High-voltage power lines and electricity pylons near Berlin


  • Nepal, India and Bangladesh have reached an agreement in the supply of electricity to Bangladesh
  • A formal agreement could be signed in a couple of weeks, sources reportedly said
  • The move could provide some respite to Bangladesh, which has experienced a power deficit crisis during this year's heatwaves

Nepal, Bangladesh and India have reached a three-way agreement that could transform the region's energy landscape, as it would be Nepal's first power export outside India.

The three countries have reached a verbal understanding in principle for the supply of electricity from Nepal to Bangladesh through India's grid and a formal agreement will soon be put in place, said Suresh Bhattarai, spokesperson at the Nepal Electricity Authority (NEA).

Bhattarai explained that Nepal would be exporting 40 megawatts of electricity to Bangladesh in the first phase.

India is positive about an Indian transmission line being used to supply electricity between its two neighboring countries, Bhattarai said, noting that the agreement would not have been possible without India's consent.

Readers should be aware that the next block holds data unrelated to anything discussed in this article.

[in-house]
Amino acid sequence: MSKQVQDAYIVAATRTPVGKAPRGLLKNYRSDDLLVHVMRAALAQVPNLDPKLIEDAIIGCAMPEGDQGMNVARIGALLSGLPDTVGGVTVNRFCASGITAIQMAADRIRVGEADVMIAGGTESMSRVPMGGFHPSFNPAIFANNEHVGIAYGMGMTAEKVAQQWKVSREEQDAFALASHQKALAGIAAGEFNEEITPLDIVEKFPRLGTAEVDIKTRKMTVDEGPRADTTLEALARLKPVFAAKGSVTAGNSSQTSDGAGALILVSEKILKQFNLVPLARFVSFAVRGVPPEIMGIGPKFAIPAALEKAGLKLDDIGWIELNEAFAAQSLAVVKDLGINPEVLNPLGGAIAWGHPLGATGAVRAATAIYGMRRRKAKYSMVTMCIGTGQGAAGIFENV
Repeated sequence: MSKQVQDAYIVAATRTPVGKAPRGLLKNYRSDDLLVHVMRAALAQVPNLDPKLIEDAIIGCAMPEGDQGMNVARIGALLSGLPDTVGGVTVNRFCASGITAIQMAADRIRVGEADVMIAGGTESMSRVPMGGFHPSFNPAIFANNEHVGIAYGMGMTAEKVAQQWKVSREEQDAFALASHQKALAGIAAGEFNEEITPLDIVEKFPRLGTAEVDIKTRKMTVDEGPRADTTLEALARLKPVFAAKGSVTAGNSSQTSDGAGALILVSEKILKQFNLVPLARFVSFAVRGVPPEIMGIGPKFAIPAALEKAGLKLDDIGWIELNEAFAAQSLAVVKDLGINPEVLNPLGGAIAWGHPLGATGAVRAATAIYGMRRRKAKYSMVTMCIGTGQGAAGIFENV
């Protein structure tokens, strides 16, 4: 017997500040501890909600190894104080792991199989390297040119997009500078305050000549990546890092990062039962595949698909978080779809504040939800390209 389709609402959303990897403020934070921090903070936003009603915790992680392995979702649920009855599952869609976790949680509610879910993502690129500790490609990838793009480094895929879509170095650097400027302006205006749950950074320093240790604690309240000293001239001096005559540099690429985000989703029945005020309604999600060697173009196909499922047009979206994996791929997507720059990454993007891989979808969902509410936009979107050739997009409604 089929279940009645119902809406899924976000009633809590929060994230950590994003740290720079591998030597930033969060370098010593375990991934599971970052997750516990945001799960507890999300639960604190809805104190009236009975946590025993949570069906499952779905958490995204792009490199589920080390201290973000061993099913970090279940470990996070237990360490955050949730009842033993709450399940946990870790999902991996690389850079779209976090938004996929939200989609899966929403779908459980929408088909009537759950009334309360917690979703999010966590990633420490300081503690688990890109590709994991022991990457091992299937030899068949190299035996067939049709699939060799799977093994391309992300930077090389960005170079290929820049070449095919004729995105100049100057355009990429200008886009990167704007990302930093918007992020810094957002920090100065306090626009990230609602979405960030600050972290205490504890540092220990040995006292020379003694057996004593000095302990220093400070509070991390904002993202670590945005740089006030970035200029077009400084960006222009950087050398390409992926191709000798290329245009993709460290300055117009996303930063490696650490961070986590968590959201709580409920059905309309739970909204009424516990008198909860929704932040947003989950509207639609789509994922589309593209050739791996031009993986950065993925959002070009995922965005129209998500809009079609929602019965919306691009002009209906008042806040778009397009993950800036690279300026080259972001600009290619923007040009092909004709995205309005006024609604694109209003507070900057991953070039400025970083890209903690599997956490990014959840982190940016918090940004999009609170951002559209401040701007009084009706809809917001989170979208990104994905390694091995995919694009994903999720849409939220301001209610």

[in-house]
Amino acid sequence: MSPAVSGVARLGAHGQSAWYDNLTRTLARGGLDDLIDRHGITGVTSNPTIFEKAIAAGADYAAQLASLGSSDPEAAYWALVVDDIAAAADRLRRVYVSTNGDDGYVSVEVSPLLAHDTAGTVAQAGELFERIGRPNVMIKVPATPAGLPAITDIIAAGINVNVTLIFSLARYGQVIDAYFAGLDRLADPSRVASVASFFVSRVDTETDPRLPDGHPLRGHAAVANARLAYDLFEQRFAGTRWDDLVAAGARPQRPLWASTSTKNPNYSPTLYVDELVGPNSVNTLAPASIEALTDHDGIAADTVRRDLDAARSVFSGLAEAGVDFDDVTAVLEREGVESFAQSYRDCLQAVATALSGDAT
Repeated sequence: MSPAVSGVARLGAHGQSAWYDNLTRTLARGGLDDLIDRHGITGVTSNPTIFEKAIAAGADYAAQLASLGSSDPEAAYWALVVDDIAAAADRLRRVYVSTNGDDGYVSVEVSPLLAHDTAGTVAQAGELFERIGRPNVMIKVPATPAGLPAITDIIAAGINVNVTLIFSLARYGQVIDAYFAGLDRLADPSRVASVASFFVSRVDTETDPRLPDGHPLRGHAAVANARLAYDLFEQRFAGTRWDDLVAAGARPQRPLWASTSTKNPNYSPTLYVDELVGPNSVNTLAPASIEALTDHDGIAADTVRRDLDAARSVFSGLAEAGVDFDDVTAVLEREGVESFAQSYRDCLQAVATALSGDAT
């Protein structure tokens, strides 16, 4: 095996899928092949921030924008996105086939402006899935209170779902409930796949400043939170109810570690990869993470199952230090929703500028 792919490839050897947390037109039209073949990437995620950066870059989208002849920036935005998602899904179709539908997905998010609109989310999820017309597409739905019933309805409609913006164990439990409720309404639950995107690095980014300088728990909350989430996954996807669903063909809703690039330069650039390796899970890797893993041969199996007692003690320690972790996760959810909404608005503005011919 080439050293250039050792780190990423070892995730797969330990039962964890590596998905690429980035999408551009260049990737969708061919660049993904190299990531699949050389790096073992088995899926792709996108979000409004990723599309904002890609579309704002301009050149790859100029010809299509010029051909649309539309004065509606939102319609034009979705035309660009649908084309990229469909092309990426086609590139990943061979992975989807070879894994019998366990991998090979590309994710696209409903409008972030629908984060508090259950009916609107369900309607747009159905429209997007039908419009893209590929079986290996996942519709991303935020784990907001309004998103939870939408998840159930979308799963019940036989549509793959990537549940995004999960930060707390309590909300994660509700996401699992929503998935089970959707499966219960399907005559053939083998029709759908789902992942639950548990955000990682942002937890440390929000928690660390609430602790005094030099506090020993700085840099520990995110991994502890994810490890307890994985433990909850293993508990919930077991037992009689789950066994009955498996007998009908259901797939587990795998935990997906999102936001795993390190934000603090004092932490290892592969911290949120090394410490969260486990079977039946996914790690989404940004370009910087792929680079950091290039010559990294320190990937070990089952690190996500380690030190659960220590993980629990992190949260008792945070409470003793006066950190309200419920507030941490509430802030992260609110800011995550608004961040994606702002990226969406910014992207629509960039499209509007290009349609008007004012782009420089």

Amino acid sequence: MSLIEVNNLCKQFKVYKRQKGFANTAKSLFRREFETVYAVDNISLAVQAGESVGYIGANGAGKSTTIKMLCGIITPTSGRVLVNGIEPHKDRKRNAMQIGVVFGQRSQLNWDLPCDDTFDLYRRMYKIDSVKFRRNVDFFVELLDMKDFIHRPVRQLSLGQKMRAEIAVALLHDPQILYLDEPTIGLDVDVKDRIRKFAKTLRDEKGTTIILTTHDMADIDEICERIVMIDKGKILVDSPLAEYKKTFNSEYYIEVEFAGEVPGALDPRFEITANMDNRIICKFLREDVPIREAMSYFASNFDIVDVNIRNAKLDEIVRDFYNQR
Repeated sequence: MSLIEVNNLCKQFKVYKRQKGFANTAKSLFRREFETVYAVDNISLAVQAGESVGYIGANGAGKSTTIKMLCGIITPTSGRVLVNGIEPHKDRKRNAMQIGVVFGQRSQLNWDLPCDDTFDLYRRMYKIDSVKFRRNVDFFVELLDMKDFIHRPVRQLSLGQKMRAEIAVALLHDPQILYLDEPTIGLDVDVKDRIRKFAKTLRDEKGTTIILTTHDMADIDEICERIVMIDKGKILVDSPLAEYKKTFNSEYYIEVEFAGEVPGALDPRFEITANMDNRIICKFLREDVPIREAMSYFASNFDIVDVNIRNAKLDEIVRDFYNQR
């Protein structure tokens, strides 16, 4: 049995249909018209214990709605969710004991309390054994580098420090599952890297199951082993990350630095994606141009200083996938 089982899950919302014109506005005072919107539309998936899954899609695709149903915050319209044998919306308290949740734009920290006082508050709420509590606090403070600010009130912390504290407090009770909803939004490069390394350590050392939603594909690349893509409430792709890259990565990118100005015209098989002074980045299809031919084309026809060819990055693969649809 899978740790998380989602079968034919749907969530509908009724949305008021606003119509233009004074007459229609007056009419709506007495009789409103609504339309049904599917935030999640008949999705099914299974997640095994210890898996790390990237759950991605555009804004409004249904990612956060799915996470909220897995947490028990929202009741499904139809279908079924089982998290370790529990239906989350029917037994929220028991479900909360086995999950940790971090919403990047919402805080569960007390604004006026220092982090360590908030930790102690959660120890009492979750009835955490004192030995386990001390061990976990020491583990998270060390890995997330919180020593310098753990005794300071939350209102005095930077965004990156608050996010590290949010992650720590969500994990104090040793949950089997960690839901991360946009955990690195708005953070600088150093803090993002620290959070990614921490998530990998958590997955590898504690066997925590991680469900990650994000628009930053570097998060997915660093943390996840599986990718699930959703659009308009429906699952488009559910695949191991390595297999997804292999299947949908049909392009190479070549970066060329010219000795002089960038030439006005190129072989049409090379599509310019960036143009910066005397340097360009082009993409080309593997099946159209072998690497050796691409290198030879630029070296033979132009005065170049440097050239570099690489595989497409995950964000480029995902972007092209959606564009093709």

Some sources at the NEA reportedly said Bangladesh is willing to buy 40 megawatts of electricity from Nepal in the initial stage, and the formal agreement will be signed in a couple of weeks.

Although 40 megawatts of electricity is not a substantial volume, officials said it still holds symbolic value.

Prabal Adhikakry, a senior official at the NEA, said Nepal and Bangladesh have agreed on a Power Purchase Document but are yet to finalize the tariff and trade margin. The terms have so far been agreed upon via email, Adhikakry added.

"We were waiting for this nod from India," Nasrul Hamid, Bangladesh's state minister for power and energy, previously told Nikkei Asia. "Things will move very fast now as both Bangladesh and Nepal have already agreed on the various aspects of the deal."

The current deal comes as Bangladesh suffers a power crisis that caused frequent power cuts during extreme weather conditions this year.

The supply of electricity from Nepal — which has for a long time shown interest in exporting its surplus hydroelectricity to Bangladesh — would provide some respite to Dhaka in tackling the energy crunch in the country.

Plans for the long run include Bangladesh importing 9,000 megawatts of electricity from Nepal.